Bobbie and I got together for one last hike with the peripatetic "better half" of Life's Little Adventurers, Gayle. With Jim on Injured Reserve from a Pickle Ball mishap, we were free to wander around at timberline to our heart's content. :)
It was decided that we'd do a portion of the Colorado Trail from Little Molas Lake. Jim and Gayle didn't get very far when they last tried to hike there as they were turned back by thunderstorms. It's an exposed "Far View" timberline trail that allows mountain bikers as well as hikers, and one of our favorite places to snowshoe while we're home for the holidays.
Ms Autumn is at her glorious peak, and the scenery colorful and crisp on the drive over to Little Molas Lake. Clouds drift low, snaking through dark timber before settling into basins.
Gayle pulls in right behind us. The first mile of trail is shaded and cold—cloaked with heavy timber, the kind that eats morning sunlight and has you reaching for a headlamp. Our conversation hangs visible in puffs of steam. Yesterdays rain drips from loaded pine bows. A lone backpacker leaves trail of fresh boot tracks in mud.
Soon we are released from darkness and it jolts the senses. Now bathed in sunlight, we are solar collectors... warmed from the outside in. There is a distinct aroma of damp vegetation; the smell of decay and fall is in the air.
"Life is Good," we agree. Trail-talk soon turns to age and illness and how "Good" could be undone in the blink of an eye. Conversation ebbs, giving way to thoughts and unbridled silence. There are palpable feelings of gratitude at the luck—and it is LUCK, after all, to a large degree—of our being right here, right now.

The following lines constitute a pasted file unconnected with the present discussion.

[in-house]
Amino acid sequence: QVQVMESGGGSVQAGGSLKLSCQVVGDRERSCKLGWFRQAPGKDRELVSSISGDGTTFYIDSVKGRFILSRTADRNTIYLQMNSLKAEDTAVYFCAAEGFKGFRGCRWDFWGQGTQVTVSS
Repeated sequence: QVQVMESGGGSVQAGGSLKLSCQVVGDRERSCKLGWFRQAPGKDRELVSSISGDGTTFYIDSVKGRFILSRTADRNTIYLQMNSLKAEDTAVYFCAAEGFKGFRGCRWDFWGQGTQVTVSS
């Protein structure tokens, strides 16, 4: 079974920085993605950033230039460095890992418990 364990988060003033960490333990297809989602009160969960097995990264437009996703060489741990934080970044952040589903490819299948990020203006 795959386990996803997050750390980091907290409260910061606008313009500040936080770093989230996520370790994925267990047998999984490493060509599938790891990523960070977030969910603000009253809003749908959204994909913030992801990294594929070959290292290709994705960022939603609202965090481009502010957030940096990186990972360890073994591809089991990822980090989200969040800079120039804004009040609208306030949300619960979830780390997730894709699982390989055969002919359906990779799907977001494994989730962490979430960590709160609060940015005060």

The trail is kind. We are soon overtaken by bipods on bipeds, "out-and-backers" from Taos, New Mexico riding bikes that cost more than the GNP of most third world countries. They inquire about the trail. I issue a warning to beware of overindulging on the downhill once they break over the ridge. Coming back up can play Hell with legs and lungs at 11,500 feet. But off they go, overjoyed to be here and riding new territory on new bikes.
It wasn't the last we'd see of 'em...
This is such a wide-open hike...on top of the world, no obstructions excepting a string of puffy clouds and a ring of distant mountains seesawing into a cerulean sky. My mood soars with this sort of visual "input." I'm like ET, "Need more input!"
We seem to catch the bikers at the top of every uphill...trying to reclaim their breath and dignity. "It's quicker to hike, apparently." I let them off easy by sharing my mountain bike mantra: There's no harm in having to push your bike, it's part of the gig. In fact, if you aren't pushing your bike at some point, you probably chose the wrong trail.
They agree, happy to be pedaling in such a vast see-forever landscape, giddy from lack of oxygen and surreal surroundings.
We meet a through-hiker, on his last leg (literally and figuratively) of the 490 mile Colorado Trail. He's been dodging lightning, waking up to 8 or more inches of snow, and enduring soaking rains. He's ready to be done after 41 days, but still has 3 or 4 more to go. We pelt him with encouragement and wish him "good beer" in Durango.
The only way I know to top a perfect day after hiking above timberline, is to stop by the Avalanche Brewery in Silverton for a Sultan IPA washed down with their Mediterranean thin-crust pizza.
Peace out from somewhere very near to Heaven,
Mark, Bobbie, and Long-Hiker Gayle...